Between the time of the Nissan Maxima’s switch to front-wheel-drive (1985 model year) and the introduction of the Infiniti Q45 and Lexus LS 400 (1990 model year), only two big, rear-wheel-drive Japanese luxury sedans were sold new in the United States. One was the Toyota Cressida, while the other was the Mazda 929. Everyone knows about the Cressida, of course, but the 929 has faded nearly completely from our automotive memory. The junkyard never forgets, though, which is why today’s Junkyard Gem is one of those 929s, found in a Northern California wrecking yard recently.
The 929 was the export version of the Mazda Luce, and the four-door post sedan version was available in the United States for the 1988 through 1995 model years (sadly, the four-door hardtop Luce wasn’t brought to our shores). Its replacement here was the technologically advanced front-wheel-drive Mazda Millenia, which never sold very well.
When Honda created its Acura luxury brand for overseas sales, Nissan and Toyota dove in a few years after with their Infiniti and Lexus marques. Seeing its Japanese rivals raking in the dollars, pounds and Deutschmarks, Mazda cooked up an export luxury brand called Amati. The 929 (and later Millenia) were to have been sold as Amatis here.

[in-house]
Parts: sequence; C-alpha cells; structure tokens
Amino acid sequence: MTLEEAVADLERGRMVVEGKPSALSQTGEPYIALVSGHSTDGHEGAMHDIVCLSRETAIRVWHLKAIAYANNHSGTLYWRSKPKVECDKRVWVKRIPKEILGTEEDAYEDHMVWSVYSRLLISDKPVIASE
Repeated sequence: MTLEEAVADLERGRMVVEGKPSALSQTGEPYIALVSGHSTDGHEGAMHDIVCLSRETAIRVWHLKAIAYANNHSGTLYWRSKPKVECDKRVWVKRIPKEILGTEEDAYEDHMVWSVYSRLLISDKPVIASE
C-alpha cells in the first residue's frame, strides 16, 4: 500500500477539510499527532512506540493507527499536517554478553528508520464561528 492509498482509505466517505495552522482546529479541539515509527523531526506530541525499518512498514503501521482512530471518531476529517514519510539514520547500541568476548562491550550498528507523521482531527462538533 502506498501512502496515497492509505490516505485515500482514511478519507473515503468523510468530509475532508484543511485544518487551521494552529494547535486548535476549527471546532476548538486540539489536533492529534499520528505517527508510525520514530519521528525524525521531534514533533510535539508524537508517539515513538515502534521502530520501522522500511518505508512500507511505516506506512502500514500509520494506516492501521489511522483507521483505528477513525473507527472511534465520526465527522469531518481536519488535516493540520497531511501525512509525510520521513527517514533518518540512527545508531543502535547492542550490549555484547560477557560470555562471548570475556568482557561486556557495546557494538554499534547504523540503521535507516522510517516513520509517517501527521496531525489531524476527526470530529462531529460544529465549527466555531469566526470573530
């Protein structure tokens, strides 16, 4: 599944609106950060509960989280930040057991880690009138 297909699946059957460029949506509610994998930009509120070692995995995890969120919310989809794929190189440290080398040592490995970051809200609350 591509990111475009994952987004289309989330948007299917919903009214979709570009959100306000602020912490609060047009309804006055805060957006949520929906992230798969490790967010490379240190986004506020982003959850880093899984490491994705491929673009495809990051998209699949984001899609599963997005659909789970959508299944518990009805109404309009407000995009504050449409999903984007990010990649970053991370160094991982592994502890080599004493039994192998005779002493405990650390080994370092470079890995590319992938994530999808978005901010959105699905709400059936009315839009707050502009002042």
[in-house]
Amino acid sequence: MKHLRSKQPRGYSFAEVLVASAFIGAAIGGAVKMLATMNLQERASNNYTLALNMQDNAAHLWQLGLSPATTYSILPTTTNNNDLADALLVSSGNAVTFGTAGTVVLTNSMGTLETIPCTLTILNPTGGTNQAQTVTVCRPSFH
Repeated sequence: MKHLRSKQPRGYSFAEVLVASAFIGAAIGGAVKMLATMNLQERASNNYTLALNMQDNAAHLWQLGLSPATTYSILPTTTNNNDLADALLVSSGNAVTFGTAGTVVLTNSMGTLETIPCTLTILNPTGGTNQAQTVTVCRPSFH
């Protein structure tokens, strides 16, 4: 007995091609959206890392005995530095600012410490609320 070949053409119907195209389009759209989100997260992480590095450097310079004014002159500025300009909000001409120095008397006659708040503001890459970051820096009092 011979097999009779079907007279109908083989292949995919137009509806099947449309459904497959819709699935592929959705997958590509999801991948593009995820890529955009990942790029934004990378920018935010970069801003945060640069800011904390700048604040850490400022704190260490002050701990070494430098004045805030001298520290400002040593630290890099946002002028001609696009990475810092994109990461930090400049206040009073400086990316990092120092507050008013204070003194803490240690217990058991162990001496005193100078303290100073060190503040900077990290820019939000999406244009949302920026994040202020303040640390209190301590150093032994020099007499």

Then the Japanese asset price bubble popped in 1991, and Japan plunged into a decade of economic stagnation. The little car company from Hiroshima had to drop its ambitious plans for Amati, and the 929 remained a Mazda. North Americans had long viewed Mazda as a maker of low-priced econoboxes and weird Wankel-engined mutants, and so the bragging-rights value of a Mazda-badged luxury sedan stayed low.
That’s a shame, because the 929 was both swanky and powerful. The engine was a 3.0-liter V6 with either SOHC or DOHC design, driving the rear wheels.
You could get the 929 here with a five-speed manual transmission, in theory; let us know if you ever see one. This car has a four-speed automatic.
The 929 S got the DOHC engine and its 190 horsepower. That was the same as the horsepower rating of the ’90 Cressida’s straight-six, though its 191 pound-feet of torque beat the Cressida by six pound-feet.
The 1990 Infiniti Q45 and Lexus LS 400 had hairy V8 engines that blew away the 929 S (with 278 and 250 horsepower, respectively), but those cars were far more expensive than their Mazda rival. The MSRP on the 1990 929 S was $24,800, which comes to about $58,756 in 2023 dollars. Meanwhile, a new Q45 cost $38,000 ($90,030 today) while a new LS 400 was $36,000 ($85,291 now). The 1990 Toyota Cressida was a steal at $21,498 ($50,933 after inflation).
The 929 was a good 700 pounds lighter than those behemoths, so it was a lot quicker in a stoplight race.
This car is here because it got crashed hard at age 33. In 1995 or even 2000, this damage would have been worth repairing.
Just 177,057 miles total.
Perhaps the 929 would have caught on with Amati badges, but we’ll never know.
James Garner was the 929’s spokesman.
In its homeland, this car was the “Big Personal” Luce.